It was in this setting that the T20 format captured the public imagination. Why, it seems really hard to believe that India were not too keen on fielding a team for the inaugural World T20 and had to be subtly arm-twisted into doing so by former ICC president Ehsan Mani. India grudgingly sent a squad which reeked of the distaste that BCCI had for the new-fangled format — the team, captained by a greenhorn MS Dhoni, did not feature the batting superstars . More importantly, the short, crisp tournament was everything the ODI World Cup wasn’t — Australia were beatable (even by Zimbabwe), many matches were close, and an Indian victory ensured eyeballs and some instant love. By the time India had won the tense, cagey final, to paraphrase and misquote Victor Hugo, no BCCI could stop the idea of T20 whose time had come. The IPL had been launched in a low-key fashion a few days before the victory, and the BCCI now had the opportunity of being at the right place at the right time.

Eleven years after the first edition, it is safe to say that cricket hasn’t been the same ever since. The other factor which has undoubtedly worked for the IPL is scheduling. One look at the future tours program shows that there is a pattern to international (and domestic) cricket. Essentially, cricket takes place during a six-month window in various nations across the world. Cricket in England is a summer-time sport with the highlight of the cricket season headlined around the peak of summer; it is also the case in the other countries in the temperate zones which are not affected by a torrential rainy season (April-September in England and October-March in Australia, South Africa and New Zealand). On the other hand, even though the Asian countries are situated in the Northern hemisphere, playing cricket is not possible during the traditional English summer season due to the monsoon. Hence, in the subcontinent, cricket is a winter-time sport (October-March), which runs in tandem along with the cricketing schedules of the Southern-hemisphere cricketing nations. The tropical West Indies grapple with a different problem despite having great sunshine through the year and no monsoon — the hurricane season during the second half of the calendar year. This international cricket schedule percolates down to the domestic seasons as well. Looking at the pre-existing pattern, the scheduling window for the now-defunct Champions League T20 seems obvious.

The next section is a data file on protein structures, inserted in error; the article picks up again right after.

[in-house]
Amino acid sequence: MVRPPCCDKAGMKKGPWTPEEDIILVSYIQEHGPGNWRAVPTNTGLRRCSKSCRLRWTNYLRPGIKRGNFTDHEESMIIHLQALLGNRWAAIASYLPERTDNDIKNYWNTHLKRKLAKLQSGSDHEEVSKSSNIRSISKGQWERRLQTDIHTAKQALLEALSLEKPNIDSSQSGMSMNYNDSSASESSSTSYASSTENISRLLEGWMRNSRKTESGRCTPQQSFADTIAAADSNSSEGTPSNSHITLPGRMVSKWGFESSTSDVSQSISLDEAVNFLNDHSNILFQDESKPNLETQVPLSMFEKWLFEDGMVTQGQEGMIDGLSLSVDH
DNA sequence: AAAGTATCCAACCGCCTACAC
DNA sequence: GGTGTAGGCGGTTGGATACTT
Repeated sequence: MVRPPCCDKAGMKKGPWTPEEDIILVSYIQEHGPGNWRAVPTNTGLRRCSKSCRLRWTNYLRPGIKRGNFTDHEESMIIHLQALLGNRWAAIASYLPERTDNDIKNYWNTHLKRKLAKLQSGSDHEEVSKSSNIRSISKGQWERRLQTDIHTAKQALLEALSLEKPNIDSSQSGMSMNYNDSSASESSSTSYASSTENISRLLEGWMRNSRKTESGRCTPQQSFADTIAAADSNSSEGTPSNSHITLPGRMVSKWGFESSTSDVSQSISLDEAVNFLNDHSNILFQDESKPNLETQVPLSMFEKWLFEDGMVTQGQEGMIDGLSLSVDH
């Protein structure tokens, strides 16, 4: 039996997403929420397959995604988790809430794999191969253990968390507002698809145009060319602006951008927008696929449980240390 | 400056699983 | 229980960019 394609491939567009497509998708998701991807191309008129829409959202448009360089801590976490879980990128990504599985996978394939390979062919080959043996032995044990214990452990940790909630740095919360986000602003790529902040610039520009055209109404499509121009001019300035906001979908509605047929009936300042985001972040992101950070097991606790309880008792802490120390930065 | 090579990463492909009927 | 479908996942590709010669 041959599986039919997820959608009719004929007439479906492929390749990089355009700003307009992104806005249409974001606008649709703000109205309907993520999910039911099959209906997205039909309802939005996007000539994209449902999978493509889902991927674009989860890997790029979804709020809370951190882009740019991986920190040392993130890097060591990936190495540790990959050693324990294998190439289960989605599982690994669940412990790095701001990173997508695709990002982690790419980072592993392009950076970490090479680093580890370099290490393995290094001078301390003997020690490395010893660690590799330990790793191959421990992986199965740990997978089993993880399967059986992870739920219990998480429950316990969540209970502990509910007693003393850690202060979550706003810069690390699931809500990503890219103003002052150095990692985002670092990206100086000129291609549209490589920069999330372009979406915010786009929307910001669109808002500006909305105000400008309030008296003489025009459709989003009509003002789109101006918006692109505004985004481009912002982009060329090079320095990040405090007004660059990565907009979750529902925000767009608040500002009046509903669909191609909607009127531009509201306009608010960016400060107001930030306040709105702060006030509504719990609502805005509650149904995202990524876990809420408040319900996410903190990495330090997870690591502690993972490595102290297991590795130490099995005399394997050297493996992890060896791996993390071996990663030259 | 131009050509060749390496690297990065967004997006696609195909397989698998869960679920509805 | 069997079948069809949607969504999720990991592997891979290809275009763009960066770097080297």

This is exactly why the IPL during April and May is a scheduling masterstroke (not to mention its alignment with the school summer vacations); the games are conducted during the second half of the day over the hottest, driest part of the year, and do not conflict with the traditional cricketing seasons of most countries (barring England and WI). In fact, this tournament opened up a 2-month window in India in which domestic cricket traditionally wouldn’t take place as the oppressive summer made longer formats too harsh for players.

Since the tournament does not clash with existing domestic structures of most cricketing nations, the presence of top stars has been all but ensured. The West Indies players are some of the most sought-after T20 stars, and the conflicts between the players and the board have undoubtedly helped the IPL’s cause. This also explains the love-hate relationship between the English cricketing establishment and the IPL —  the English players have either usually had to pick IPL over their domestic commitments or have been passed over entirely. No doubt the IPL has the first-mover advantage, but crucially, it has been aided by other favourable circumstances too — no domestic cricket runs in parallel with this tournament (as it has been the case in other countries such as Australia, England and others), and it does not overlap with other T20 leagues.

Thus did the IPL create the perfect storm and become a league like no other in world cricket.